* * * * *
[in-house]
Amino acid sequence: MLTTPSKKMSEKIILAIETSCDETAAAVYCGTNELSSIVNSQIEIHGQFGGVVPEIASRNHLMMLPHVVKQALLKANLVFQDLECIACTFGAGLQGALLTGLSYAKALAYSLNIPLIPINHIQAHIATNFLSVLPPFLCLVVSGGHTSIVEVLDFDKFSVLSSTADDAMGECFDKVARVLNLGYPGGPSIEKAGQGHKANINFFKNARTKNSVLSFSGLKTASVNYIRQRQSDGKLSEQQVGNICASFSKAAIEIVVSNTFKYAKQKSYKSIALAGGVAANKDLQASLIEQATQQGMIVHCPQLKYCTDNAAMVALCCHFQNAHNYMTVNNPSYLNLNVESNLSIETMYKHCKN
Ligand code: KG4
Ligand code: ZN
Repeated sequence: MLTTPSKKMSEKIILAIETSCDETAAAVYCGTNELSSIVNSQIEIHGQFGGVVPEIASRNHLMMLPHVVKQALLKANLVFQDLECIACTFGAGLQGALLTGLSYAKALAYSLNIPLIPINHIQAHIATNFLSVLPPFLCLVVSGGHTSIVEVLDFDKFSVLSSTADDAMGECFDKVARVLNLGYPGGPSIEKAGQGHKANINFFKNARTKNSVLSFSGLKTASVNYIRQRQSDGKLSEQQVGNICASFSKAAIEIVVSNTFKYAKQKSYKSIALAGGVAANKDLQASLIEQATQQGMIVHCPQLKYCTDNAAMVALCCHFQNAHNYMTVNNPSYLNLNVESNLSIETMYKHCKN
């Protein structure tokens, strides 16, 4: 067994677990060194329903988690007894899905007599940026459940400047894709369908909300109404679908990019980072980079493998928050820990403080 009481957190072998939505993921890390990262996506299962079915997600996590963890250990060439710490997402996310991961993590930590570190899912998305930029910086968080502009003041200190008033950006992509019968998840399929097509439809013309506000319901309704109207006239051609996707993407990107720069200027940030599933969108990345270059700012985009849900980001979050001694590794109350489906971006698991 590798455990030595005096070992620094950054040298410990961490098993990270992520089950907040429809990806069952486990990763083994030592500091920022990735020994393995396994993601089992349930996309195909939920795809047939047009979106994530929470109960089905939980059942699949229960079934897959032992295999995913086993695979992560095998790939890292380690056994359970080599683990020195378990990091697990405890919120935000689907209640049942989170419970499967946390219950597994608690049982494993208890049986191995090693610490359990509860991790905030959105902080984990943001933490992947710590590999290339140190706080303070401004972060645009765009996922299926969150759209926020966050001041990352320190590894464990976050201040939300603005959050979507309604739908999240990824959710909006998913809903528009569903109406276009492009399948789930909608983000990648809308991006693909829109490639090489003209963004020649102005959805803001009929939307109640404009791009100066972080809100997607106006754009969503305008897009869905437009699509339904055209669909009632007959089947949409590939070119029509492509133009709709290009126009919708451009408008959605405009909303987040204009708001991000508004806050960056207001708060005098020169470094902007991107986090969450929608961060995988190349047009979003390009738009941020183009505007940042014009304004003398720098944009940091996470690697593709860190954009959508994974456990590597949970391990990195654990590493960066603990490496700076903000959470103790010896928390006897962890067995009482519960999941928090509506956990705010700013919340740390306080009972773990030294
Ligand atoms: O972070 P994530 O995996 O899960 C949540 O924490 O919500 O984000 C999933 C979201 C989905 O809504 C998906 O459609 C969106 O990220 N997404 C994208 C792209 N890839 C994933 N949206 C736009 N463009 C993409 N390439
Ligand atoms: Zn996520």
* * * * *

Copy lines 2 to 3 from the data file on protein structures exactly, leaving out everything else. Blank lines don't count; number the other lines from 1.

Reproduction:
Amino acid sequence: MLTTPSKKMSEKIILAIETSCDETAAAVYCGTNELSSIVNSQIEIHGQFGGVVPEIASRNHLMMLPHVVKQALLKANLVFQDLECIACTFGAGLQGALLTGLSYAKALAYSLNIPLIPINHIQAHIATNFLSVLPPFLCLVVSGGHTSIVEVLDFDKFSVLSSTADDAMGECFDKVARVLNLGYPGGPSIEKAGQGHKANINFFKNARTKNSVLSFSGLKTASVNYIRQRQSDGKLSEQQVGNICASFSKAAIEIVVSNTFKYAKQKSYKSIALAGGVAANKDLQASLIEQATQQGMIVHCPQLKYCTDNAAMVALCCHFQNAHNYMTVNNPSYLNLNVESNLSIETMYKHCKN
Ligand code: KG4